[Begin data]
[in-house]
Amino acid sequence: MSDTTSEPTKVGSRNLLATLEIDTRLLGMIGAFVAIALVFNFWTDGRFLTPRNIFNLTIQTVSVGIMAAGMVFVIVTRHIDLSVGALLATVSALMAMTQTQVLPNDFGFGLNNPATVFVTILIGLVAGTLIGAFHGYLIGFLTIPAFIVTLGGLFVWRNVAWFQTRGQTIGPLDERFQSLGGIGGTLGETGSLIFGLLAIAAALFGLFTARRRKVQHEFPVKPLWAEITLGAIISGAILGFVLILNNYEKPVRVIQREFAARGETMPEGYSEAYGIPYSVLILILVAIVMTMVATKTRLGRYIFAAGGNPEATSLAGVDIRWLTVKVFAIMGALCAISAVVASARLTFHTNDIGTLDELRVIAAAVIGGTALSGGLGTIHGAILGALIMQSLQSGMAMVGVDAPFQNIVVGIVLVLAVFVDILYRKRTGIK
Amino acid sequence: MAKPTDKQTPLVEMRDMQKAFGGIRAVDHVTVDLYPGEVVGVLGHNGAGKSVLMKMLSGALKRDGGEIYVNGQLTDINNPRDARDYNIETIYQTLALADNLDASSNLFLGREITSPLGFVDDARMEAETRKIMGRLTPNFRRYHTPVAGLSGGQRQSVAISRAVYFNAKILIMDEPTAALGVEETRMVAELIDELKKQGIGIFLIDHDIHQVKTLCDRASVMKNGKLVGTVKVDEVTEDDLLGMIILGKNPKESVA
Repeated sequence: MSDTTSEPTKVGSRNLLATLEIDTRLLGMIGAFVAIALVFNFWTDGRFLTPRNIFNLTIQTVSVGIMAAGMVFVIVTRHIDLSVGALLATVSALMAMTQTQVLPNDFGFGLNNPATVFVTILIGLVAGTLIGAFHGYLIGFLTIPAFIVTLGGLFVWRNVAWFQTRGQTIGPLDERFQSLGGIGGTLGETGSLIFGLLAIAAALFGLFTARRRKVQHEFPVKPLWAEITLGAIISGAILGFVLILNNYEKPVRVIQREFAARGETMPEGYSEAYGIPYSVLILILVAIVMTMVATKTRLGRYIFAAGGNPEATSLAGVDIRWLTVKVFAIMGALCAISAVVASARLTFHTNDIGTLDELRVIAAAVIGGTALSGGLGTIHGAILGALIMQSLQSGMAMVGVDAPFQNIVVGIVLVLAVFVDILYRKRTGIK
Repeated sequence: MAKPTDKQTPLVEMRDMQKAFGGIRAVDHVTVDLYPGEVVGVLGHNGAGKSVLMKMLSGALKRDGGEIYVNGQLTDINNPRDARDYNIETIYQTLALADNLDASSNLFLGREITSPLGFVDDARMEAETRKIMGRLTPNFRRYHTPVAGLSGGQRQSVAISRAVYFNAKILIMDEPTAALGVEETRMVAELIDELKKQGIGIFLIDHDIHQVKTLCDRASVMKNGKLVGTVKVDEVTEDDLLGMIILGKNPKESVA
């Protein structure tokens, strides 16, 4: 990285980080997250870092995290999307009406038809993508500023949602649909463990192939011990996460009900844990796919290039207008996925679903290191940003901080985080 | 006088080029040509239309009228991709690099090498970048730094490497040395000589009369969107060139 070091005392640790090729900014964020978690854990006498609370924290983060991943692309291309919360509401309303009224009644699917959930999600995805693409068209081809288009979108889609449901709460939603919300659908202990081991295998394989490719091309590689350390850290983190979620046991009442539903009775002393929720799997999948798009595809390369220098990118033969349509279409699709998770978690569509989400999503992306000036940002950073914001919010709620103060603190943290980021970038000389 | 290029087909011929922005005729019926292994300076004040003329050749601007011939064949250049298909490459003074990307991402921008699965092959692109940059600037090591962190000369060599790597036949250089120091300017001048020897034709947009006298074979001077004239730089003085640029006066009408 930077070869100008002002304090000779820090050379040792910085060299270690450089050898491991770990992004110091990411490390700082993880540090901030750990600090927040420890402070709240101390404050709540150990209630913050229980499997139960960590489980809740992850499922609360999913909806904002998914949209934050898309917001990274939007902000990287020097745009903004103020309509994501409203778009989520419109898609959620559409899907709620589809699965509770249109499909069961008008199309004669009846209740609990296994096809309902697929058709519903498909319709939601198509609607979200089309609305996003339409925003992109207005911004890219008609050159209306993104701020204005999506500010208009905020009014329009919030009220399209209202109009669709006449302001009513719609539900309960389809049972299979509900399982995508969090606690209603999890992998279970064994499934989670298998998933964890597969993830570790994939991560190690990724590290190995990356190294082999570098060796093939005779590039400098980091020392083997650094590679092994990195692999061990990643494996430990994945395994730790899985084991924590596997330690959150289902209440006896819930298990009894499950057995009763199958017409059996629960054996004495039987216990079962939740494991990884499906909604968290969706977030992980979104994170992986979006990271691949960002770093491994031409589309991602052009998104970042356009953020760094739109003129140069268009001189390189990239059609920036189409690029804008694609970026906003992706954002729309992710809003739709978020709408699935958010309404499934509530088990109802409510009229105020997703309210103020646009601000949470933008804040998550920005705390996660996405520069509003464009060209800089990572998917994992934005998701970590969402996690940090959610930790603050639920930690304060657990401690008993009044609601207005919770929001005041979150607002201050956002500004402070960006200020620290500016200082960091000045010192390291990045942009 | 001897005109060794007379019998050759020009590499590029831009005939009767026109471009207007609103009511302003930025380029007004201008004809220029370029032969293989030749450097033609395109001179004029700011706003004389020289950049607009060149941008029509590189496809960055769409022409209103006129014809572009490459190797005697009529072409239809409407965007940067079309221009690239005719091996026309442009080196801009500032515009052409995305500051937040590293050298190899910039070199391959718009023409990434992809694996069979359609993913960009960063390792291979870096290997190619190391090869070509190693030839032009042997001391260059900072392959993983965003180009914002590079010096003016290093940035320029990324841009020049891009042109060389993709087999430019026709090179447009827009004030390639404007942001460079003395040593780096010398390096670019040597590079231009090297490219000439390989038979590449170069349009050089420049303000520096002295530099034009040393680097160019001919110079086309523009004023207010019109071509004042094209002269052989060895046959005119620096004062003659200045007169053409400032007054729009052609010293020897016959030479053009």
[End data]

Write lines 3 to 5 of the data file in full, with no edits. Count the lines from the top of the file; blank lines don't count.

Amino acid sequence: MAKPTDKQTPLVEMRDMQKAFGGIRAVDHVTVDLYPGEVVGVLGHNGAGKSVLMKMLSGALKRDGGEIYVNGQLTDINNPRDARDYNIETIYQTLALADNLDASSNLFLGREITSPLGFVDDARMEAETRKIMGRLTPNFRRYHTPVAGLSGGQRQSVAISRAVYFNAKILIMDEPTAALGVEETRMVAELIDELKKQGIGIFLIDHDIHQVKTLCDRASVMKNGKLVGTVKVDEVTEDDLLGMIILGKNPKESVA
Repeated sequence: MSDTTSEPTKVGSRNLLATLEIDTRLLGMIGAFVAIALVFNFWTDGRFLTPRNIFNLTIQTVSVGIMAAGMVFVIVTRHIDLSVGALLATVSALMAMTQTQVLPNDFGFGLNNPATVFVTILIGLVAGTLIGAFHGYLIGFLTIPAFIVTLGGLFVWRNVAWFQTRGQTIGPLDERFQSLGGIGGTLGETGSLIFGLLAIAAALFGLFTARRRKVQHEFPVKPLWAEITLGAIISGAILGFVLILNNYEKPVRVIQREFAARGETMPEGYSEAYGIPYSVLILILVAIVMTMVATKTRLGRYIFAAGGNPEATSLAGVDIRWLTVKVFAIMGALCAISAVVASARLTFHTNDIGTLDELRVIAAAVIGGTALSGGLGTIHGAILGALIMQSLQSGMAMVGVDAPFQNIVVGIVLVLAVFVDILYRKRTGIK
Repeated sequence: MAKPTDKQTPLVEMRDMQKAFGGIRAVDHVTVDLYPGEVVGVLGHNGAGKSVLMKMLSGALKRDGGEIYVNGQLTDINNPRDARDYNIETIYQTLALADNLDASSNLFLGREITSPLGFVDDARMEAETRKIMGRLTPNFRRYHTPVAGLSGGQRQSVAISRAVYFNAKILIMDEPTAALGVEETRMVAELIDELKKQGIGIFLIDHDIHQVKTLCDRASVMKNGKLVGTVKVDEVTEDDLLGMIILGKNPKESVA